If you don’t read any other part of Waters’ essay, then read the last two pages (8-9) that start under the heading Future Prospects in which he outlines “several areas that colleges and universities, particularly their libraries, might consider for possible additional investment.” In fact, these aspects have essential relevance to our own initiatives:

  • Be alert that each strand of research (literary, visual, and spatial analysis) has distinct requirements.
  • Preservation of digital media is critical across those three broad areas.
  • Increasing need for tools and infrastructure that span the three areas.
  • Investment in textual analysis tools are “now well advanced.” More concentration is needed on tools that support visual and spatial analysis as well as audio.
  • Build capacity to support publishing and curating scholarly products that arise from DH-based research.
  • Develop the creative impulse within scholars and students for engaging in the ways that tools open new modes of inquiry.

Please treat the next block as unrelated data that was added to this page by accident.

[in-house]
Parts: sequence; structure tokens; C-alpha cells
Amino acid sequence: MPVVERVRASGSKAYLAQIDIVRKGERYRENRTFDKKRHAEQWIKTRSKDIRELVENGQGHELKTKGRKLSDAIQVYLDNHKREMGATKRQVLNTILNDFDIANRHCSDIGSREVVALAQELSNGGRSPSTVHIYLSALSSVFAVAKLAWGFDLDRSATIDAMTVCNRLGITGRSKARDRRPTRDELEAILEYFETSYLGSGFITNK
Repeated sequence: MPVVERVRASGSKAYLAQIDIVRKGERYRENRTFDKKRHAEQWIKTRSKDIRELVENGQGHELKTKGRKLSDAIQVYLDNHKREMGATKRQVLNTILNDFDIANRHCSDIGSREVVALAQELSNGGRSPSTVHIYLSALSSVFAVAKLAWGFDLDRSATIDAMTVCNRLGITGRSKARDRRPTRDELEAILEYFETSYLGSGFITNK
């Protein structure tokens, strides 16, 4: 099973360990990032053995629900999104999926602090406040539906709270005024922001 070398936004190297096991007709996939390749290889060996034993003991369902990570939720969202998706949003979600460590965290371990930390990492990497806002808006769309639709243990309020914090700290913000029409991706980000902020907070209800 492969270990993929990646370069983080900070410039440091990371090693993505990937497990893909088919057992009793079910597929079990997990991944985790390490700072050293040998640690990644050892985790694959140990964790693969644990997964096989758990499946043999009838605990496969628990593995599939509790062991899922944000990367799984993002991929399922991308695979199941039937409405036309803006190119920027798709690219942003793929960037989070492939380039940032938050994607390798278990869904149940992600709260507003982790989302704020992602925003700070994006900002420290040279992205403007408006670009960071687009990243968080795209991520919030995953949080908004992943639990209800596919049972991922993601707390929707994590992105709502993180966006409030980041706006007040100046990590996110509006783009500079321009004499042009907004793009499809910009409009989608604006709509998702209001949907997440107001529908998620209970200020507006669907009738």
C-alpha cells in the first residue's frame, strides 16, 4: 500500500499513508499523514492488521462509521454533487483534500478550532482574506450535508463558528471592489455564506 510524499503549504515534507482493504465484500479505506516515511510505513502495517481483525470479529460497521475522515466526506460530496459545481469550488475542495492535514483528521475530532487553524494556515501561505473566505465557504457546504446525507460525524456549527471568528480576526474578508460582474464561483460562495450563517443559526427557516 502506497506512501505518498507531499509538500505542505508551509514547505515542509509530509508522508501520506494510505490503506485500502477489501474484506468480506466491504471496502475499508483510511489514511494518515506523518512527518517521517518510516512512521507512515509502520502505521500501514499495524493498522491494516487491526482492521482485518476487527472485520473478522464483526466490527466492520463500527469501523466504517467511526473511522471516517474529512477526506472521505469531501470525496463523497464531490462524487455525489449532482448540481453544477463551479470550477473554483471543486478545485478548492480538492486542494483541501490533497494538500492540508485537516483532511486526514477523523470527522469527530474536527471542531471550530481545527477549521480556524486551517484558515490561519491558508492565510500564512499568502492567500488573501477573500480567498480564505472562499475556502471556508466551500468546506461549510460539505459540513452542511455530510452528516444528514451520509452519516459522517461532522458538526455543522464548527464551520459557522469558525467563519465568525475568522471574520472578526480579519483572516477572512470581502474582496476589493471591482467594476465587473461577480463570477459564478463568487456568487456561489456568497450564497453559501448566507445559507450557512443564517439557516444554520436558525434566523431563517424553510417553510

Waters ends this essay with “But we must also think broadly about curricular interventions, for it is only when the tools and processes for answering ‘why possible?’ questions are reliable enough to be introduced to and used productively by scores of students at once that the digital humanities could be said to have reached maturity.” Clearly, a challenge is figuring out how to adapt DH tools and methodologies for use in an undergraduate curriculum.

a think about | self-publishing like an artisan & an entrepreneur


I’ve not yet read one of Guy Kawasaki’s books but many people have, especially those interested in entrepreneurship & startups. Alan Rinzler over at The Book Deal blog recommends Kawasaki’s latest book: APE, Author, Publisher, Entrepreneur . How to Publish a Book.

Rinzler explains that Kawasaki has coined the term artisanal publishing to describe a form of self-publishing where the author lovingly crafts a book without the restrictions of traditional publishing. I wholeheartedly agree with that approach.